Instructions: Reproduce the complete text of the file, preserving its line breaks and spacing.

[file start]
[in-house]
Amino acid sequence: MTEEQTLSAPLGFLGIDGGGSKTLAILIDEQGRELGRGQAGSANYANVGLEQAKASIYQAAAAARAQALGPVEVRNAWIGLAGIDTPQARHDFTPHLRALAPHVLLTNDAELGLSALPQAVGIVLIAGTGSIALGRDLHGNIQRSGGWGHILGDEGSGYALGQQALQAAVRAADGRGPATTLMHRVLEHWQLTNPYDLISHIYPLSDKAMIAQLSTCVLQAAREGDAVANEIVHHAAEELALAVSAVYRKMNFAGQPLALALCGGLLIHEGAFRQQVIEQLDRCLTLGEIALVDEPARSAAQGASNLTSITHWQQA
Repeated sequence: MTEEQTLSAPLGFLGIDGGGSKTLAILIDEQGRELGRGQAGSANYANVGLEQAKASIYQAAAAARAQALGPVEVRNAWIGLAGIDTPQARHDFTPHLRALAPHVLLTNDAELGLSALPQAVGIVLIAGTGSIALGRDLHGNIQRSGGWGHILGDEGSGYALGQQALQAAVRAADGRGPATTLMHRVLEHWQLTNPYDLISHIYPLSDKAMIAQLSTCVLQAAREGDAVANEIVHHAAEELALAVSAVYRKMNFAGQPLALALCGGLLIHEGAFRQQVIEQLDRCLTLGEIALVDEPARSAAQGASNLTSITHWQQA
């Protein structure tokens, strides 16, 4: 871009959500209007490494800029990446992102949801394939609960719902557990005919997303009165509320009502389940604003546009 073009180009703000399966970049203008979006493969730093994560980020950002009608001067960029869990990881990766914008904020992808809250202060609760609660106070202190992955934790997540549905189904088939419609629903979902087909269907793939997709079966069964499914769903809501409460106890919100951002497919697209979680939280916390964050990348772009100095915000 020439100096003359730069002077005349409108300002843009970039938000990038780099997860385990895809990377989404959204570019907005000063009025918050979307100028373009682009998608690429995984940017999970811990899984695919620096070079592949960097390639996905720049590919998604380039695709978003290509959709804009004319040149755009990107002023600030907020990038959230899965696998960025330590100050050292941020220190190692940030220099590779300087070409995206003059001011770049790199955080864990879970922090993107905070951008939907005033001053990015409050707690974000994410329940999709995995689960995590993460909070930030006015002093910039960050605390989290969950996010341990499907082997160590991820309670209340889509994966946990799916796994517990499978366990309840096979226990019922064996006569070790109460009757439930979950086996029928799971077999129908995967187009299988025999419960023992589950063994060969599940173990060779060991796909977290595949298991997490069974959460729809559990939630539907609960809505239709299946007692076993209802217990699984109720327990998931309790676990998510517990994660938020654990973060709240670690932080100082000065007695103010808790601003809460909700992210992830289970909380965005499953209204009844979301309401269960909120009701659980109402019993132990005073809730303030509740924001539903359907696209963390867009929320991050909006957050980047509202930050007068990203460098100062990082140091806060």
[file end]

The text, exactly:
[in-house]
Amino acid sequence: MTEEQTLSAPLGFLGIDGGGSKTLAILIDEQGRELGRGQAGSANYANVGLEQAKASIYQAAAAARAQALGPVEVRNAWIGLAGIDTPQARHDFTPHLRALAPHVLLTNDAELGLSALPQAVGIVLIAGTGSIALGRDLHGNIQRSGGWGHILGDEGSGYALGQQALQAAVRAADGRGPATTLMHRVLEHWQLTNPYDLISHIYPLSDKAMIAQLSTCVLQAAREGDAVANEIVHHAAEELALAVSAVYRKMNFAGQPLALALCGGLLIHEGAFRQQVIEQLDRCLTLGEIALVDEPARSAAQGASNLTSITHWQQA
Repeated sequence: MTEEQTLSAPLGFLGIDGGGSKTLAILIDEQGRELGRGQAGSANYANVGLEQAKASIYQAAAAARAQALGPVEVRNAWIGLAGIDTPQARHDFTPHLRALAPHVLLTNDAELGLSALPQAVGIVLIAGTGSIALGRDLHGNIQRSGGWGHILGDEGSGYALGQQALQAAVRAADGRGPATTLMHRVLEHWQLTNPYDLISHIYPLSDKAMIAQLSTCVLQAAREGDAVANEIVHHAAEELALAVSAVYRKMNFAGQPLALALCGGLLIHEGAFRQQVIEQLDRCLTLGEIALVDEPARSAAQGASNLTSITHWQQA
């Protein structure tokens, strides 16, 4: 871009959500209007490494800029990446992102949801394939609960719902557990005919997303009165509320009502389940604003546009 073009180009703000399966970049203008979006493969730093994560980020950002009608001067960029869990990881990766914008904020992808809250202060609760609660106070202190992955934790997540549905189904088939419609629903979902087909269907793939997709079966069964499914769903809501409460106890919100951002497919697209979680939280916390964050990348772009100095915000 020439100096003359730069002077005349409108300002843009970039938000990038780099997860385990895809990377989404959204570019907005000063009025918050979307100028373009682009998608690429995984940017999970811990899984695919620096070079592949960097390639996905720049590919998604380039695709978003290509959709804009004319040149755009990107002023600030907020990038959230899965696998960025330590100050050292941020220190190692940030220099590779300087070409995206003059001011770049790199955080864990879970922090993107905070951008939907005033001053990015409050707690974000994410329940999709995995689960995590993460909070930030006015002093910039960050605390989290969950996010341990499907082997160590991820309670209340889509994966946990799916796994517990499978366990309840096979226990019922064996006569070790109460009757439930979950086996029928799971077999129908995967187009299988025999419960023992589950063994060969599940173990060779060991796909977290595949298991997490069974959460729809559990939630539907609960809505239709299946007692076993209802217990699984109720327990998931309790676990998510517990994660938020654990973060709240670690932080100082000065007695103010808790601003809460909700992210992830289970909380965005499953209204009844979301309401269960909120009701659980109402019993132990005073809730303030509740924001539903359907696209963390867009929320991050909006957050980047509202930050007068990203460098100062990082140091806060």